MacFarlane states and I agree with her, “The idea of making a decision based solely on the presence or absence of a tool is short-sighted. I have seen amazing trainers whose primary tool is a clicker and I have seen amazing trainers whose primary tool is a remote collar” and “A tool does not define a trainer nor their ability to help you with your dog.”  To suggest, as some so-called “purely positive trainers” (there is no such thing other than as a marketing gimmick) do, that a trainer who uses a remote training collar lacks skill in training dogs is very inaccurate and misleading.  What it does tell you is that this trainer has more tools in their toolbox than others who choose not to use these modern dog training tools.

Here are some of MacFarlane’s suggestions for finding a professional dog trainer:

  • Decide on your training goals and state them clearly with the trainer to decide if they can help you meet these goals.
  • In general terms, ask how the trainer will set out to accomplish the goals.
  • If you’re interested in private training, ask if the trainer has “before and after” video case summaries.
In summary, don’t be short-sighted on making your decision to work with a particular trainer because they use or don’t use certain training tools.  Instead, look to their experience and track record, ability to clearly teach dogs and people, and their level of professionalism. Read MacFarlane’s article, “How to Find a Professional Dog Trainer” in its entirety as this post is a quick overview and cannot do it the justice it deserves.  And, if you need hands on help, contact Professional Dog Trainer Michael Burkey at Michigan Dog Trainer.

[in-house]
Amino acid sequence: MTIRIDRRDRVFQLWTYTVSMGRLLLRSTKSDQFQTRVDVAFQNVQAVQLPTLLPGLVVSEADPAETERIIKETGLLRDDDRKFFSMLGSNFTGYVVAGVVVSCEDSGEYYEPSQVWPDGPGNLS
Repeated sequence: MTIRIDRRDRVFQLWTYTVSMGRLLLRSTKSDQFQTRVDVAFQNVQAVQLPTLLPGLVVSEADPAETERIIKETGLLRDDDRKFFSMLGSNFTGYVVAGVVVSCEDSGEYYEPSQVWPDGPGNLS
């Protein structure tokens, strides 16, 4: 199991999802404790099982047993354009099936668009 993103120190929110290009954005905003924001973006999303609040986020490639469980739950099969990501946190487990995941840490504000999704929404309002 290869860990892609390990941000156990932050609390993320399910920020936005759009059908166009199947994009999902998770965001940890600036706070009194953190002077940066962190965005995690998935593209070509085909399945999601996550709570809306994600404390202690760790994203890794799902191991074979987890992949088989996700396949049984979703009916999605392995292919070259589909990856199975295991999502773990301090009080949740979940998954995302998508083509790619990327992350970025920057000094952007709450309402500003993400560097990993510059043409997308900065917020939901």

About Michael Burkey

Michael Burkey is a professional dog trainer, behaviorist and owner of, a highly successful dog training company whose aim is to promote peaceful relationships between pets and families. Additionally, he is an expert trial witness, certified Canine Good Citizen (CGC) evaluator for the American Kennel Club (AKC), former Police K9 Handler, Search and Rescue (SAR) K9 Training Director and SAR K9 Handler, obedience and rally competitor and social worker. Dog training is a complex science and art requiring knowledge of behavioral science and learning. You can rely on Michael's experience, teaching methods, and integrity. He can be contacted at or 734-634-4152.
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1 Response to Thoughts on “How to Find a Professional Dog Trainer”

  1. I agree whole-heartedly … “A tool does not define a trainer nor their ability to help you with your dog.” What DOES define the trainer is the methods they apply while using those tools.

    Over the years I have used tools to aid in training with great results and no harm has ever come to the dogs. But then again, I’ve never misused the tools. The key is to know the tool and how to use it correctly.